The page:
York County Dairy Princess
Pageant, 8 p.m., 4-H Center.
May 20.1984
Background Scripture
James 4.
Devotional Reading
I Peter 4:17-19.
There are a lot of things that just
don’t mix the proverbial oil and
water, for instance. Often we must
choose between one or more
alternatives when it is obvious we
can’t have both. From our study of
stress management it is obvious
that tension and relaxation arc
incompatible. A person does not
experience stress when they are
relaxed. Conversely, the cannot
relax when they continue to hold on
to tensions.
So it is, too, with our religious
life. As James has put it so clearly
in his letter, you cannot rightly use
your mouth to bless God and curse
his children. The curses spoil or
render useless the words of praise.
In James 4 we find still another
set of incompatibles: judgement
and humility. It is humility
remembering who He is and who
we are that best characterizes
the true disciple of Jesus Christ.
James quotes Proverbs 3: 34, “God
opposes the proud, but gives peace
to the humble” (4:6). And he
exhorts his readers to evidence
this humility in approaching God:
“Be wrf»tohed and mourn and
By Jay Irwin
Lancaster County Agriculture Agent
Phone 717 394*6851
For Haylage and
Hay Making
Good quality forages can help
farmers generate more cash in
come with little to no additional
expense. And, what farmer
couldn’t use that right now! Cows
produce more milk and livestock
gain more rapidly on higher
quality forages. The need for
purchased concentrates is also
generally reduced. So if you are
growing forages, concentrate on
improving forage quality and
improving nutrient yield per acre.
Most important to quality is
stage of maturity at time of har
vest. For established stands of
alfalfa, harvest the first cutting at
the late bud stage; later cuttings
can be harvested in the late bud to
early bloom stage about 35 to 42
days after the previous cutting. To
enhance the vigor and longevity of
r r r •
"I a
weep. Let your laughter be turned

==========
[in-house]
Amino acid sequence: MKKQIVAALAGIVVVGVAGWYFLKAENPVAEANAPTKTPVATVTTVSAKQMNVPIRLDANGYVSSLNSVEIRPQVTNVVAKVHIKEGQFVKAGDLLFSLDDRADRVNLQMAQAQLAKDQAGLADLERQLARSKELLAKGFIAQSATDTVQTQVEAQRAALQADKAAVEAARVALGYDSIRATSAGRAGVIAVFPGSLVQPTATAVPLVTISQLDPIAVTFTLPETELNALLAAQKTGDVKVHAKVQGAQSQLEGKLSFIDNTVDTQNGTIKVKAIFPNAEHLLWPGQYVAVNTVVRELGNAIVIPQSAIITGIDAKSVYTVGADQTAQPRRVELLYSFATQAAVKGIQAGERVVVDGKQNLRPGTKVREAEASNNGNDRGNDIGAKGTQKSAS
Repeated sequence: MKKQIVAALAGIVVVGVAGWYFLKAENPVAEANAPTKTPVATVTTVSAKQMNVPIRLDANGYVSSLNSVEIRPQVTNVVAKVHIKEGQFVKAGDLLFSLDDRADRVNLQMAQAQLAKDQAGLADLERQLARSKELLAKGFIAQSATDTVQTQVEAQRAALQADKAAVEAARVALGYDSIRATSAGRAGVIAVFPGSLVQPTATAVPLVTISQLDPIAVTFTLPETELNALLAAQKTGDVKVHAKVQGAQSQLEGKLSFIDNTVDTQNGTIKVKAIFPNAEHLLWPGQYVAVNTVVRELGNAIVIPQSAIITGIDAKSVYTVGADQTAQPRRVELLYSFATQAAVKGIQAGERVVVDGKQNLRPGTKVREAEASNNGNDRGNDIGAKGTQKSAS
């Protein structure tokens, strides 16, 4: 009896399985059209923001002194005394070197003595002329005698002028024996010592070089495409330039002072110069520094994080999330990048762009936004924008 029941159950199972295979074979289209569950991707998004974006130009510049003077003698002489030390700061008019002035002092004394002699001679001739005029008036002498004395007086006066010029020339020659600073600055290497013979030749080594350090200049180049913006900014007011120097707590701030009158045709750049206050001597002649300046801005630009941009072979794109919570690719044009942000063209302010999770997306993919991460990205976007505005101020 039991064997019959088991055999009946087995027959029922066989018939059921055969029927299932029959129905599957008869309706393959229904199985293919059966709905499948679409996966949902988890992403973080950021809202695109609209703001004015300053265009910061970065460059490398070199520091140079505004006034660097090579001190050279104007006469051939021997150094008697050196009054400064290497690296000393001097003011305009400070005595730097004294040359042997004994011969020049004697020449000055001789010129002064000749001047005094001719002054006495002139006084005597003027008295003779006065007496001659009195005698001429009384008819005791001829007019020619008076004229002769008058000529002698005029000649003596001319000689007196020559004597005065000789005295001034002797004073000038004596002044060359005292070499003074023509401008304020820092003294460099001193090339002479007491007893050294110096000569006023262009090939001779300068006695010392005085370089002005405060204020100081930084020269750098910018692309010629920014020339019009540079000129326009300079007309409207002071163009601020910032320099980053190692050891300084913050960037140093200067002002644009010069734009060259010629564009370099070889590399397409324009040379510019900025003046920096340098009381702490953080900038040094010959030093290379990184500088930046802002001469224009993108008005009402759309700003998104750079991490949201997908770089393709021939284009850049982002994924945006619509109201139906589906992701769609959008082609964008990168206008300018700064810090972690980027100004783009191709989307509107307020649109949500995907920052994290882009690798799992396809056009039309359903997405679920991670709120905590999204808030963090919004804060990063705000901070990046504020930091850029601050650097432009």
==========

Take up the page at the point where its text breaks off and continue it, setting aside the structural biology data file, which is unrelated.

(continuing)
to mourning and your joy to
dejection. Humble yourselves
before the Lord and He will exalt
you” (4:9,10). In other words,
remember who He is and who you
are and don’t ever minimize the
James then goes on to warn
against speaking evil of others and
even specifically against
judging others. “But who are yon
that you judge your neighl
(4:12b). It may seem that James
has changed the subject from
humbling one’s self before the
Lord but he is simply further
applying the need for humility
One cannot humble himself or
herself before the Lord and still sit
in judgement of the neighbor. Like
oil and water, humility and judging
others are incompatible. To em
brace the one, you have to let go of
the other.
As we’ve indicated before,
humility before God consists m
recognizing the essential dif
ferences between us. He is the
Creator; we are the creatures. He
is the lawgiver and we are the ones
to whom the laws are given to
obey. But, as James says, “There
is one lawgiver and judge...”
(4:12). Only he who gives the law is
capable of serving as judge. To
judge others means to usurp that
which belongs to God along -
Lawgiver and Judge.
Does this mean we are to remain
mute in the face of evil deeds by
others? Not at all. We oppose
wrongdoing whenever we can, but
that is not the same as attempting
to be the judge of the one whom we
determine is the wrongdoer.
Humility before God forces us to
acknowledge that we are not wise
enough, just enough or good
enough to judge our neighbor.
the stand, at least one of the cut
tings should be allowed to bloom.
Similarly, the first cutting of a new
seeding of alfalfa should be made
in the early bloom stage.
Grasses should be cut in the boot
stage of maturity, just as the heads
are beginning to emerge.
With the increased trend toward
no-till com planting or minimum
tillage, we can expect more
problems with com insects. Past
experience shows this. We urge
com growers to inspect their fields
frequently to observe any feeding
on small plants. You can have
cutworms, stalk borers and ar
myworms at any time feeding on
the com plants. The Agronomy
Guide lists several materials for
the control of cutworms and ar
myworms, including Sevin, Lor
sban, Permethrin or Dylox. The
stalk borer is very difficult to
control because they work inside
the com stalk. Flea beetles are
another insect that may feed on
small com leaves; they create
small holes in the leaves but
seldom do extensive damage.
Sevin can be used to eliminate
these small insects, if it is a serious
infestation. Keep an eye on the
com field for the first several
weeks and avoid serious insect
To Be Aware
of Wheat Diseases
We have had cool-wet conditions
in the past six weeks that just
might spell trouble ahead from
plant disease attacks on our wheat
To Be Aware
of Cora Insects
(Turn to Page Al 2)